James Franco and Seth Rogen unite once more for The Interview, a film the has caused plenty of controversy before most people saw the film, and then when people finally watched it they wondered why a Seth Rogen/Evan Goldberg comedy was not the greatest, sharpest, darkest political satire in the world, but rather a silly film about two idiots who want to get blazed and make lowbrow jokes at one another.

Charlie Chaplin wouldn’t do such a thing, they remarked, monocles popping from their sockets, but just because it’s not a smart dissection of Kim Jong-un’s regime doesn’t mean that The Interview is worthless. It is, thankfully, a laugh riot.

Franco plays Dave Skylark, a TV host more interested in paparazzi than papers, and Rogen plays his best friend and long-time producer Aaron Rapaport, who is happy in his successful bubble of work, but laments the fact that they aren’t dealing with bigger stories like some of his peers. Everything is going swimmingly for the show as it hits 1000 episodes, and then they discover their most famous fan in the world, Kim Jong-un, and take it upon themselves to secure an interview with the dictator.

The CIA hear word and recruit them to use this interview as a way to kill Kim, everyone is on-board, until Dave meets Kim Jong-un (Randall Park) and they bond, they laugh, they share a love of Katy Perry’s Firework, and thus the entire mission is in jeopardy.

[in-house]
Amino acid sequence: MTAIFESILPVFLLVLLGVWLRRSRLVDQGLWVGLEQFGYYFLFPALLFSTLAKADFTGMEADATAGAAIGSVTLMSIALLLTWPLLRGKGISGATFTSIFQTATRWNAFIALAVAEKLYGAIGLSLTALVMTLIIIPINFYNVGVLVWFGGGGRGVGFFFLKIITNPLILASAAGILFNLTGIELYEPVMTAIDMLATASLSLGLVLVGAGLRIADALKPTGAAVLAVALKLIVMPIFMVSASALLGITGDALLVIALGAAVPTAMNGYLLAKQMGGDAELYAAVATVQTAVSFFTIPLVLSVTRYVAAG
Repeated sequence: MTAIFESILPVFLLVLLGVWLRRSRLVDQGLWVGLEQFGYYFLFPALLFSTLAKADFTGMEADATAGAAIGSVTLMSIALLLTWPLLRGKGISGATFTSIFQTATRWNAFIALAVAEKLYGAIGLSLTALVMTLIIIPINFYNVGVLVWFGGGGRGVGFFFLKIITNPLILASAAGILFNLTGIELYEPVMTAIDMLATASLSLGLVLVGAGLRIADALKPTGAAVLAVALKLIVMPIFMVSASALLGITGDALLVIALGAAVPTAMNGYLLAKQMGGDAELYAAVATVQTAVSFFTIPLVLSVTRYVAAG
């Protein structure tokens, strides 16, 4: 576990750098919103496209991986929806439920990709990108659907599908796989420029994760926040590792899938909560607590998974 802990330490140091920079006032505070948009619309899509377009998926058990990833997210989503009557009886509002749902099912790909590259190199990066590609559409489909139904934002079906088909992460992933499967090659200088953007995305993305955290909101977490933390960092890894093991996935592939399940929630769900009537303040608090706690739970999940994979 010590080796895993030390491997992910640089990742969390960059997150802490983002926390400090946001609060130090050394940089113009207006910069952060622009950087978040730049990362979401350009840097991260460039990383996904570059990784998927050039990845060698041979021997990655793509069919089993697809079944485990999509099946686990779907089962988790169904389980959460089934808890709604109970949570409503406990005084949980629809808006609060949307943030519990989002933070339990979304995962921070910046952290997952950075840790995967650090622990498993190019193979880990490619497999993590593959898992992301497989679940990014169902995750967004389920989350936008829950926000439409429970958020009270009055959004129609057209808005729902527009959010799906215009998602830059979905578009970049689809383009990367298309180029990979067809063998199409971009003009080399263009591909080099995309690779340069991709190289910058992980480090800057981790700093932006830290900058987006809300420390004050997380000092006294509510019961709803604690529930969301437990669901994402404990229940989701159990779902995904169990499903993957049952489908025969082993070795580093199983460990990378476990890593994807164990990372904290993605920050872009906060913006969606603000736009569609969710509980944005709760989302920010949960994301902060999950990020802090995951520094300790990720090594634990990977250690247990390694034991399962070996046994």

The Interview skirts away from a lot of the talking points with regards to North Korea and Kim himself, perhaps feeding an uncle to a pack of dogs isn’t a great topic for laughs, but it is clear that the film has no intention of going in-depth about Kim’s ways and style of ruling, as far as our Western eyes can tell. This does hinder The Interview a bit as most of the film is set within the walls of Kim’s castle, with only fleeting glimpses of the fake North Korea set–up for the likes of Skylark and Rodman, but there’s a lot of great moments in the film that take away the feeling of vapidness and easy footing.

From the moment the twosome step into the compound, hiding a stick of ricin in a chewing gum container, so many silly goofs and enjoyable diversions and set-pieces take place that have you in pure fits of laughter, the likes you rarely experience in any film.

For a comedy, it is strange that act one is a little lacking in big laugh moments, but they save so much for acts two and three that it feels ok that a lot of character and story have been sorted out before, and we can just enjoy the insanity that arises in the final 20 minutes.

Franco’s ego-centric buffonary is hugely enjoyable, whilst Rogen’s straight man is a great foil, and Randall Park’s Kim is a joy to watch. Diana Bang, who plays North Korea’s head of propaganda, essentially, has a hugely enjoyable arc, and a lot of great scenes all over the film.

It’s a shame the movie didn’t open wide in America as Park and Bang would have broken out in a much bigger way, but now it’s coming to the UK and we can appreciate the film for what it is, not what we think it should be based on news, perhaps they can get the recognition they deserve.

The Interview is a top-notch follow-up to This Is The End, hysterical, silly, big dumb fun that makes for a great night out with your friends, a packed house and Firework pumped up to the loudest volume possible.